Damien McGuinness

Boost for Blue Holdings
Strong sales from its core Antik Denim, Taverniti So Jeans and Yanuk brands helped Blue Holdings post positive earnings for the fourth-quarter and year-end periods.

For the three months ended Dec. 31, the Commerce, Calif., premium denim manufacturer reported earnings of $1.3 million, or 5 cents a diluted share. Year-over-year comparisons were not available because Antik and Taverniti began operating in September 2004.

Sales for the period came in at $11.8 million; the Antik brand accounted for 58 percent, or about $6.8 million. Taverniti So Jeans accounted for 27 percent of sales, or $3.2 million, while Yanuk totaled 15 percent, or $1.8 million.

Paul Guez, chief executive officer and president, said during a conference call with analysts that pursuing a multibrand strategy provides the company with the protection of diversity and allows for a quick response to consumer demands.

“Our three brands give us the ability to react to different trends,” Guez said.

Guez said he is focused on adding brands to the portfolio, and expanding the company’s retail operations.

“My goal is to have six to 10 brands and between 100 and 200 retail stores where I’ll have my brands and others,” said Guez, who added that some of those stores would appear as early as this year.

Eric Beder, an analyst with Brean Murray Carret, said Blue Holdings is poised to become the next major player in the premium denim arena. “The company has probably the most unique stable of brands in the industry,” Beder said in a research note previewing results. Beder also said the company’s plans to open a chain of boutiques to showcase the Blue Holdings brands were “extremely appealing, especially with the high margins and productivity in selling premium denim products directly.”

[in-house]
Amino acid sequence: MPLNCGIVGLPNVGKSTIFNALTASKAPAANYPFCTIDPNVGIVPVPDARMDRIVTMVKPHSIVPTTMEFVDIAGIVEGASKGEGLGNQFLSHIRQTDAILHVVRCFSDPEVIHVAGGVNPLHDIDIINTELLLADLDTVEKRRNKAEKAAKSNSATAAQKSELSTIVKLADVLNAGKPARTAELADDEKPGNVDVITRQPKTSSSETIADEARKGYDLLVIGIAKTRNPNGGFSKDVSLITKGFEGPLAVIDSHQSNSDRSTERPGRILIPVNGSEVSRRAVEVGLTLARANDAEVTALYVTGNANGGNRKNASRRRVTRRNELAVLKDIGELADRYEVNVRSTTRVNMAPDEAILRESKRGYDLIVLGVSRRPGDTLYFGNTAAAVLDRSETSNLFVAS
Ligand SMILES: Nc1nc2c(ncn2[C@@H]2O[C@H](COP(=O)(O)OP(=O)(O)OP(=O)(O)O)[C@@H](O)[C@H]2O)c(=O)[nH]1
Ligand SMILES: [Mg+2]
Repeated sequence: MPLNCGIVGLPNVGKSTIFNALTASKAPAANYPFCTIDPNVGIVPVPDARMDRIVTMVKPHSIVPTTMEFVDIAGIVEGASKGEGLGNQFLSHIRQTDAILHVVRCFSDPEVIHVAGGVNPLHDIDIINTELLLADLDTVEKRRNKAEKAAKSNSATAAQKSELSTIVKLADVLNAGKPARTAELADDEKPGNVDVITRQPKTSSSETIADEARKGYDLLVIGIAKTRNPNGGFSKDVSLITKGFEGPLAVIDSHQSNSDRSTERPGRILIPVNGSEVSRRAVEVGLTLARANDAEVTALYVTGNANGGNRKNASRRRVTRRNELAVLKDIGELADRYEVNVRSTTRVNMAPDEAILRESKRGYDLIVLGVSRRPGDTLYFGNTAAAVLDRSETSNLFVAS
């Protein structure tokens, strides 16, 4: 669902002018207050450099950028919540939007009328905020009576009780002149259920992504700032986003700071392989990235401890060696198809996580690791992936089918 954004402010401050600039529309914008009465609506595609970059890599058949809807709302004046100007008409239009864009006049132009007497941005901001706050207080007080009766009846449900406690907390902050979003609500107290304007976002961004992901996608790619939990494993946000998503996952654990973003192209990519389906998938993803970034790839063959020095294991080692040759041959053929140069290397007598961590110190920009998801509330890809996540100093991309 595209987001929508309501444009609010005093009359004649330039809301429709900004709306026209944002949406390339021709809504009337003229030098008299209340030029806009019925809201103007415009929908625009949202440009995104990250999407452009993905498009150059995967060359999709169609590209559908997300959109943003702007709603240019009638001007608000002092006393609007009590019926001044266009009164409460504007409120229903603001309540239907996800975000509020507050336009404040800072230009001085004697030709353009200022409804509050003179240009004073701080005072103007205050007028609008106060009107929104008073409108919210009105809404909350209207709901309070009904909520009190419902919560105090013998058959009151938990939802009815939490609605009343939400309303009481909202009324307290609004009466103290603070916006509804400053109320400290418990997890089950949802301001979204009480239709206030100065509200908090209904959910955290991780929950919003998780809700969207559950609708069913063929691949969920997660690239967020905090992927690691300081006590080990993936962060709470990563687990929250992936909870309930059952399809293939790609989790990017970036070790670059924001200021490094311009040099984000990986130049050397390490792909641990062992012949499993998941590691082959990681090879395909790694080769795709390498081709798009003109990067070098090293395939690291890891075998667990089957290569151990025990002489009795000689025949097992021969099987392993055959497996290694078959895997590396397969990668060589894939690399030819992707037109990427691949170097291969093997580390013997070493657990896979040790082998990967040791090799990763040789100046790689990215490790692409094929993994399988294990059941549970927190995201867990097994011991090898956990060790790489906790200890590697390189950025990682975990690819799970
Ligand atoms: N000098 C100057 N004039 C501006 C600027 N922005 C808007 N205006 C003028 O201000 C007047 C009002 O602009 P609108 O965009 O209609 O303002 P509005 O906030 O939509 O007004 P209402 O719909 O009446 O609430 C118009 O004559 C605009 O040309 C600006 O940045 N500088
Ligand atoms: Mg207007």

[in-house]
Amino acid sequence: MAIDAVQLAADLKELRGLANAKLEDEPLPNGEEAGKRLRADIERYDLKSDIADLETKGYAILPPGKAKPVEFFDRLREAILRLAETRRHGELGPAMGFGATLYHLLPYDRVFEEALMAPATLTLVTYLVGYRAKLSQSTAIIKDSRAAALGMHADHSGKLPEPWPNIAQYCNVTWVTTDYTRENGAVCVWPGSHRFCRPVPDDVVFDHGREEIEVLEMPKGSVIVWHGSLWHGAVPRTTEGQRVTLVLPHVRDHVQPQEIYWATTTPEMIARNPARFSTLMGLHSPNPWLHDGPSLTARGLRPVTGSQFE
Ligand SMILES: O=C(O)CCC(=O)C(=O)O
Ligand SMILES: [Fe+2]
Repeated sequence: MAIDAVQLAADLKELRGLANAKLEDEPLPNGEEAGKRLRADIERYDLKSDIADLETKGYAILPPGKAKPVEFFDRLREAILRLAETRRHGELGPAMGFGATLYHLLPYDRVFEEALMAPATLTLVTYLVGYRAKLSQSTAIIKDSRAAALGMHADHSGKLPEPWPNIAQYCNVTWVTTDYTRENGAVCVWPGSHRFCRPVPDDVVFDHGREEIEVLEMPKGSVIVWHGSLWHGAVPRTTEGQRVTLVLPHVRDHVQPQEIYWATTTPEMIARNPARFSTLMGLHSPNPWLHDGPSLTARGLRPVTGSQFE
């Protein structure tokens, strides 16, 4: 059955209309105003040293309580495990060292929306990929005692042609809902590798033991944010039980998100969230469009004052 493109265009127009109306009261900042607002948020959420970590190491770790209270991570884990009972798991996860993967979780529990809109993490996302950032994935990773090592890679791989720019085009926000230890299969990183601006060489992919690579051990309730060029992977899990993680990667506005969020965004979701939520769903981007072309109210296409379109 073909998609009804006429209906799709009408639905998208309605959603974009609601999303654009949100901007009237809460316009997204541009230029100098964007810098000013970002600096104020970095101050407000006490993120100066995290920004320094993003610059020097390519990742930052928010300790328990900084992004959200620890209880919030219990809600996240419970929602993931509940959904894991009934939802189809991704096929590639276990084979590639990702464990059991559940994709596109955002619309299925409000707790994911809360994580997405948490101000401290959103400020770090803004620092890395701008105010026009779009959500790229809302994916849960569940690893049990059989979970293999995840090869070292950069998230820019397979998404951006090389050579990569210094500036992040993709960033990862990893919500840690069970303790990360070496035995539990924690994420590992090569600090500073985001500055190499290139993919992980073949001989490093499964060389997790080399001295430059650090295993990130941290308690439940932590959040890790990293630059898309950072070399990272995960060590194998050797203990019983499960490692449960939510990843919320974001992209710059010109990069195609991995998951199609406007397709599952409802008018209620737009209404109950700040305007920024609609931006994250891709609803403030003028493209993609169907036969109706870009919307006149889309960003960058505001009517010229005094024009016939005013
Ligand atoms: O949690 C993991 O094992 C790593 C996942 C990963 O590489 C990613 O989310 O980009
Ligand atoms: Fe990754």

Guez also touted the success of the Antik basic collection, a lower-priced offshoot of the Antik Denim brand that first shipped in December 2005. “The initial reception from the basic brand has been fantastic and we have seen no negative reaction to our higher-priced jeans,” he said. The program has been so successful that Guez said the company plans to introduce basic collections for Yanuk and Taverniti.

For the year, the company reported earnings of $5.1 million, or 20 cents a share. Sales for the year were $36.4 million; Antik accounted for 70 percent of sales.

Guez dismissed any concerns that the premium denim market would lose momentum this year.

“I’ve been in the denim business for 35 years, and every year people get a little concerned about if it will be ending this year,” Guez said. “Well, it will never end. Every year something new will happen that will make the denim go on and on.”
Ross Tucker